PA service

Carefree 16+ PA Team

Carefree’s personal advisor service works in partnership with the Local Authority to deliver a PA (Personal Advisor) service to about half of Cornwall’s care leavers.

The Carefree 16+ team works within the statutory guidance of the Children (Leaving Care) Act 2000 to provide support and advice to young people between the ages of 15 years 9 months and 21; 24 years if they are in higher education.

What is a Personal Advisor?

A worker who will help a young person to prepare for leaving care and then support them when they are 18 to help them to live independently.

Reflections on being a Personal Advisor 

I have only been a Personal Advisor (PA) for a short time, since starting the role in November 2020. Navigating this role has come with its own challenges, along with the added complexity of two National Lockdowns and adjusting to the ‘new normal’. However, 6 months in and I finally feel as if my feet are (somewhat) settled on the ground and I am really starting to understand and enjoy just how significant our role can be.

One thing that has become abundantly clear to me quite quickly is that if you have never met a PA, you are very unlikely to know what a PA is, and what we can actually do for young people. We work with young people in and leaving care from ages 16 – 25. PA’s are usually introduced to a young person at 16, where we will work alongside their Social Worker until they are 18. During this time, we will see young people at least every two months, attend relevant meetings such as CIC reviews and PEPs, and assist with practical matters, such as applying for passports and provisional licences.  This period is a real chance for us to a build a relationship and establish trust with our young people, so that at 18, when they say goodbye to their Social Worker and we take over responsibility for supporting them, we have a clear and tailored plan for support post-18 as young people approach adulthood. 

Becoming an adult and transitioning into independence is scary for any young person, but care leavers must manage this journey with many added challenges and often a history of difficult life experiences. The role of a PA is to facilitate this journey and make it as smooth as possible. Post 18, we continue to visit our young people bi-monthly at a minimum. We can also offer direct support in many key areas; including education, employment, housing and finances, as well as linking young people in with other relevant services that may benefit them. We update their Pathway Plans, where we identify progress in these key areas and what we will put in place if support is needed. We also ensure that young people receive their financial entitlements from our service – such as the Setting Up Home Grant, funding towards Education and Employment, and help with the costs of learning to drive.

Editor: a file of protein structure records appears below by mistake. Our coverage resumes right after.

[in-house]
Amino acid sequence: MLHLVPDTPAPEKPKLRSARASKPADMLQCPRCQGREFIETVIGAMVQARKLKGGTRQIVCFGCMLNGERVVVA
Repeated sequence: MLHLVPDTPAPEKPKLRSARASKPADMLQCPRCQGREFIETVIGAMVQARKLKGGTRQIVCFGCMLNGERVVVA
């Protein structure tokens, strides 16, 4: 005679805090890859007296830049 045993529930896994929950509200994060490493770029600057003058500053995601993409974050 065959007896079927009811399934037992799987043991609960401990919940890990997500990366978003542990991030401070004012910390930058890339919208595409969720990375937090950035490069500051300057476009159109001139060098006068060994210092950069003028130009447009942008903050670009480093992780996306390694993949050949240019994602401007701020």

Aside from all the practical things we can offer young people, we are also able to provide emotional support; a non-judgmental ear, that can offer advice and guidance, or simply just listen. For many of our young people, we may be the only worker they have. We may even be the only support network they have. That is why our communication with our young people is so important, we provide a safety net that is absolutely vital as young people age into adulthood. We must be consistent, patient and compassionate. But we also must be resilient and able to challenge our young people at appropriate times. 

As a care-experienced person myself, I know first-hand just how much of a difference a PA can make. I had two incredible PA’s, both of whom impacted my life so much that they inspired me to take on this role. Being a PA is not an easy ride, but it certainly is a fulfilling one. 

Originally published in the Foster Carers Newsletter